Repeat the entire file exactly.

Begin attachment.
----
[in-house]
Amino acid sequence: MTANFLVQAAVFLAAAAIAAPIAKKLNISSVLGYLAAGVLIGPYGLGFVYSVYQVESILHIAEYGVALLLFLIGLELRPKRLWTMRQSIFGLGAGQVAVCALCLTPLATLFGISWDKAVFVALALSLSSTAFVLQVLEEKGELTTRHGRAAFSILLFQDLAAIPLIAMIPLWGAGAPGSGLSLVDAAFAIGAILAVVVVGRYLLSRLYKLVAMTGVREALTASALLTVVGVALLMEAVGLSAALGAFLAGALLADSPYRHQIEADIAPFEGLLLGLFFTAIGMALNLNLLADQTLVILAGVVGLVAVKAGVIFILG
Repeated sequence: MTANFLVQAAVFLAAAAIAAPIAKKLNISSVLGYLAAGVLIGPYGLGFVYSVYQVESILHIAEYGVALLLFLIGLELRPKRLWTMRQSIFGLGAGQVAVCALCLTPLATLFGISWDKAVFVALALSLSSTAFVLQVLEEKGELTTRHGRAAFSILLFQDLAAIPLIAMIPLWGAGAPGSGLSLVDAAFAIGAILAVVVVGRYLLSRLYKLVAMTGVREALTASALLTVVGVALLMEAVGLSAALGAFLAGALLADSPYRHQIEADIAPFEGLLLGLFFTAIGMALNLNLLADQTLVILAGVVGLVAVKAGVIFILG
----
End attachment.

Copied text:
[in-house]
Amino acid sequence: MTANFLVQAAVFLAAAAIAAPIAKKLNISSVLGYLAAGVLIGPYGLGFVYSVYQVESILHIAEYGVALLLFLIGLELRPKRLWTMRQSIFGLGAGQVAVCALCLTPLATLFGISWDKAVFVALALSLSSTAFVLQVLEEKGELTTRHGRAAFSILLFQDLAAIPLIAMIPLWGAGAPGSGLSLVDAAFAIGAILAVVVVGRYLLSRLYKLVAMTGVREALTASALLTVVGVALLMEAVGLSAALGAFLAGALLADSPYRHQIEADIAPFEGLLLGLFFTAIGMALNLNLLADQTLVILAGVVGLVAVKAGVIFILG
Repeated sequence: MTANFLVQAAVFLAAAAIAAPIAKKLNISSVLGYLAAGVLIGPYGLGFVYSVYQVESILHIAEYGVALLLFLIGLELRPKRLWTMRQSIFGLGAGQVAVCALCLTPLATLFGISWDKAVFVALALSLSSTAFVLQVLEEKGELTTRHGRAAFSILLFQDLAAIPLIAMIPLWGAGAPGSGLSLVDAAFAIGAILAVVVVGRYLLSRLYKLVAMTGVREALTASALLTVVGVALLMEAVGLSAALGAFLAGALLADSPYRHQIEADIAPFEGLLLGLFFTAIGMALNLNLLADQTLVILAGVVGLVAVKAGVIFILG